B. Meenakshi Sundaram
The sphinx, a mythological creature with a lion’s body and a human head, an important image in Egyptian and Greek art and legend, is known for its riddles. It devoured a man each time whenever the riddle was answered incorrectly. On an occasion, the creature posed a question to Oedipus, the king of Thebes, who unwittingly killed his father and married his mother in Greek mythology.
"What is the creature that walks on four legs in the morning, two legs at noon, and three in the evening?”
When the wise king gave the correct answer, the creature accepted its defeat and killed itself. The answer given by king Oedipus was ‘man’. Because as a child, man crawls using the hands too as legs, later walks upright with two legs and finally leans on a stick in old age!
It is surprising to know that the sphinx was found in the ancient Tamil land too but as an image. As read from an article carried in Sasanam, a bilingual magazine edited by writer Sukavana Murugan, the KCHR (Kerala Council for Historical Research), at Pattanam in Ernakulam district, stumbled upon a seal-ring with the carving of the sphinx. The gem with the intaglio of the sphinx bears testimony to the maritime trade relations between the ancient Tamil land and Rome.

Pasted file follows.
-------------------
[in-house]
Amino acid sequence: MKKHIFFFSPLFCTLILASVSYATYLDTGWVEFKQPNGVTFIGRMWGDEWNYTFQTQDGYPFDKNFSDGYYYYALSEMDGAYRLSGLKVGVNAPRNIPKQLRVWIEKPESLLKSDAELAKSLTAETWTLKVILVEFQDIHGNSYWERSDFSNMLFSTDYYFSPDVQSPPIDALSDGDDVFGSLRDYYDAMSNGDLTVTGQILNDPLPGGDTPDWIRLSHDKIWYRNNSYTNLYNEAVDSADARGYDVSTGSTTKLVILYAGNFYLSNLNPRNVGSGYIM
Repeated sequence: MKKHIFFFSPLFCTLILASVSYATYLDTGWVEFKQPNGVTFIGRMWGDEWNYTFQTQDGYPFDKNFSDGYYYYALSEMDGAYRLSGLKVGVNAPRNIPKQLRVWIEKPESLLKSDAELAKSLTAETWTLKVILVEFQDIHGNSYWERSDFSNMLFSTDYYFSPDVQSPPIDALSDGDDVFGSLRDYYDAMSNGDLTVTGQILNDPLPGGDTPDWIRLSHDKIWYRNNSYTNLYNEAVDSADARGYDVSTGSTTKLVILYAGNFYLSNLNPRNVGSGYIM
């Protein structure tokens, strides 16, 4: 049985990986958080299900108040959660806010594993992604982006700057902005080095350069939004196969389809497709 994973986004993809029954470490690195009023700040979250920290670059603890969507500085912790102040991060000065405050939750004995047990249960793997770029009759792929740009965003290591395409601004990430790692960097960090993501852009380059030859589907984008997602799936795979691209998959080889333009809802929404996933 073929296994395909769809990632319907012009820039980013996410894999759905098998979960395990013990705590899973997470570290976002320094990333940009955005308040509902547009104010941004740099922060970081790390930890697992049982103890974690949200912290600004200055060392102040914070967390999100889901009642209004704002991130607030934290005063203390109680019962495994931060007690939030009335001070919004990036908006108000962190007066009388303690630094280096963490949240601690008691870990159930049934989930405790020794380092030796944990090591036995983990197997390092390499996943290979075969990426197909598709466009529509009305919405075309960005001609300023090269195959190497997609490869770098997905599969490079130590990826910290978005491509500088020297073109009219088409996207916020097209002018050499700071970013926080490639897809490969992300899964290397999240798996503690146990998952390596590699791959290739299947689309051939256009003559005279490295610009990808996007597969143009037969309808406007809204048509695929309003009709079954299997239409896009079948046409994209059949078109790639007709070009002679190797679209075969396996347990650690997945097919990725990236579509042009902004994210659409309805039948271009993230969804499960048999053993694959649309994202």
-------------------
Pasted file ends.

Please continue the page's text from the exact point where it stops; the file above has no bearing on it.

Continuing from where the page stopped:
“Musiri, an ancient harbour, which is mentioned in various pieces of classical Tamil literature, was once a busy trade centre between Rome and the ancient Tamil Nadu. Musiri, which is said to have been engulfed by the sea, could be the town Pattanam in the present-day Ernakulam district, with many archaeological discoveries throwing light on the trade ties between Rome and the ancient Tamil land” writes Senaani in the article titled “Rome Pattanathu Mothirakkal” in Sasanam.
Substantiating the point, the writer cites the lines from the 149th song of Agananuru, a Sangam period work, which describes the arrival of the ships of the yavanas (A generic term for people coming from the west: Romila Thapar) loaded with gold at Musiri and returned with pepper. The song in Agananuru, as read from Vaidehi Herbert’s English translation, informs that the yavanas bought pepper from the ancient Tamils by paying them in gold!
….prosperous Musiri town of Cheran, where, causing the
huge, beautiful Sulli river’s white foam to become
muddied, the fine ships of the Yavanas come with gold
and leave with pepper,….
The article in Sasanam traces the possibilities of how the gemstone, incised with the image of the sphinx came to Pattanam. The writer informs that the first Roman Emperor Augustus Caesar declared himself the son of the Greco-Roman god Apollo. With his love for Greek mythology, Augustus wore the ring with the intaglio of the sphinx and had the same image as his official imperial seal.
“The merchants from Ancient Rome too loved wearing such rings and one of them must have come to Musiri, “says the article in Sasanam.
Besides carrying several stories on archaeological interest, the magazine places an accent on the recent discovery of a rare stone inscription at Kinnimangalam near Chekanurani in the Madurai district.